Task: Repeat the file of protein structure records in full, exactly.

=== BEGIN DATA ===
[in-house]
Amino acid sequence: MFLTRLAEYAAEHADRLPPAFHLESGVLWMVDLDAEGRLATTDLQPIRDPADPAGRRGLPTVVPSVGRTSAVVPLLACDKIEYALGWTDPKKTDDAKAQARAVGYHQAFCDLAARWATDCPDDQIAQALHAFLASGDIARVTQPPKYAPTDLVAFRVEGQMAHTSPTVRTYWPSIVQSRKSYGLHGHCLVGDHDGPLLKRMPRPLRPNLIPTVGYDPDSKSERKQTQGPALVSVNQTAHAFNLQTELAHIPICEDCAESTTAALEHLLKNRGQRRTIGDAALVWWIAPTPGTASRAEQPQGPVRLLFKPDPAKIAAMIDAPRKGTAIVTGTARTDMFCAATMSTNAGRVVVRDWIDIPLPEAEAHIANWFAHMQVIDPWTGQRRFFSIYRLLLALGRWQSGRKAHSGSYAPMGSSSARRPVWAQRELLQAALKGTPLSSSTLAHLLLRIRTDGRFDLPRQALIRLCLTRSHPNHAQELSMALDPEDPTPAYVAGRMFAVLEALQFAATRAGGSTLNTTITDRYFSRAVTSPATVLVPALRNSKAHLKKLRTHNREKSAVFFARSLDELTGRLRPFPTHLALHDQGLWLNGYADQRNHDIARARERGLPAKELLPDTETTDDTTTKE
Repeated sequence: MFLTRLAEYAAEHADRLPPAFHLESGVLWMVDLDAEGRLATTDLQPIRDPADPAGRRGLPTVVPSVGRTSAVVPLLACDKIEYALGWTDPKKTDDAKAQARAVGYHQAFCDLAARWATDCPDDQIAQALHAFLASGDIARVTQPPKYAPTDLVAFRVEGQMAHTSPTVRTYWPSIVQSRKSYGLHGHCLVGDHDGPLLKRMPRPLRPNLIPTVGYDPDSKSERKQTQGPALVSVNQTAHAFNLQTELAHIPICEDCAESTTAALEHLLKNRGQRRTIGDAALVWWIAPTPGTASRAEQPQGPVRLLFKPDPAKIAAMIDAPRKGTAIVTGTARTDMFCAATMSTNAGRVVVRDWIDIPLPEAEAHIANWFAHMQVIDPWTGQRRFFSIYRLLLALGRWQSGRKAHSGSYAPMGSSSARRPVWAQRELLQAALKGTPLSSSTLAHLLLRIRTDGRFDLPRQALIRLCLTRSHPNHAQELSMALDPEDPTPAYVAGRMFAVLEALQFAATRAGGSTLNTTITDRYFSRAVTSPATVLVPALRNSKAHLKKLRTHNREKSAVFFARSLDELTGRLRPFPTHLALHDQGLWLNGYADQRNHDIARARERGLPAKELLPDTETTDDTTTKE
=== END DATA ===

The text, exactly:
[in-house]
Amino acid sequence: MFLTRLAEYAAEHADRLPPAFHLESGVLWMVDLDAEGRLATTDLQPIRDPADPAGRRGLPTVVPSVGRTSAVVPLLACDKIEYALGWTDPKKTDDAKAQARAVGYHQAFCDLAARWATDCPDDQIAQALHAFLASGDIARVTQPPKYAPTDLVAFRVEGQMAHTSPTVRTYWPSIVQSRKSYGLHGHCLVGDHDGPLLKRMPRPLRPNLIPTVGYDPDSKSERKQTQGPALVSVNQTAHAFNLQTELAHIPICEDCAESTTAALEHLLKNRGQRRTIGDAALVWWIAPTPGTASRAEQPQGPVRLLFKPDPAKIAAMIDAPRKGTAIVTGTARTDMFCAATMSTNAGRVVVRDWIDIPLPEAEAHIANWFAHMQVIDPWTGQRRFFSIYRLLLALGRWQSGRKAHSGSYAPMGSSSARRPVWAQRELLQAALKGTPLSSSTLAHLLLRIRTDGRFDLPRQALIRLCLTRSHPNHAQELSMALDPEDPTPAYVAGRMFAVLEALQFAATRAGGSTLNTTITDRYFSRAVTSPATVLVPALRNSKAHLKKLRTHNREKSAVFFARSLDELTGRLRPFPTHLALHDQGLWLNGYADQRNHDIARARERGLPAKELLPDTETTDDTTTKE
Repeated sequence: MFLTRLAEYAAEHADRLPPAFHLESGVLWMVDLDAEGRLATTDLQPIRDPADPAGRRGLPTVVPSVGRTSAVVPLLACDKIEYALGWTDPKKTDDAKAQARAVGYHQAFCDLAARWATDCPDDQIAQALHAFLASGDIARVTQPPKYAPTDLVAFRVEGQMAHTSPTVRTYWPSIVQSRKSYGLHGHCLVGDHDGPLLKRMPRPLRPNLIPTVGYDPDSKSERKQTQGPALVSVNQTAHAFNLQTELAHIPICEDCAESTTAALEHLLKNRGQRRTIGDAALVWWIAPTPGTASRAEQPQGPVRLLFKPDPAKIAAMIDAPRKGTAIVTGTARTDMFCAATMSTNAGRVVVRDWIDIPLPEAEAHIANWFAHMQVIDPWTGQRRFFSIYRLLLALGRWQSGRKAHSGSYAPMGSSSARRPVWAQRELLQAALKGTPLSSSTLAHLLLRIRTDGRFDLPRQALIRLCLTRSHPNHAQELSMALDPEDPTPAYVAGRMFAVLEALQFAATRAGGSTLNTTITDRYFSRAVTSPATVLVPALRNSKAHLKKLRTHNREKSAVFFARSLDELTGRLRPFPTHLALHDQGLWLNGYADQRNHDIARARERGLPAKELLPDTETTDDTTTKE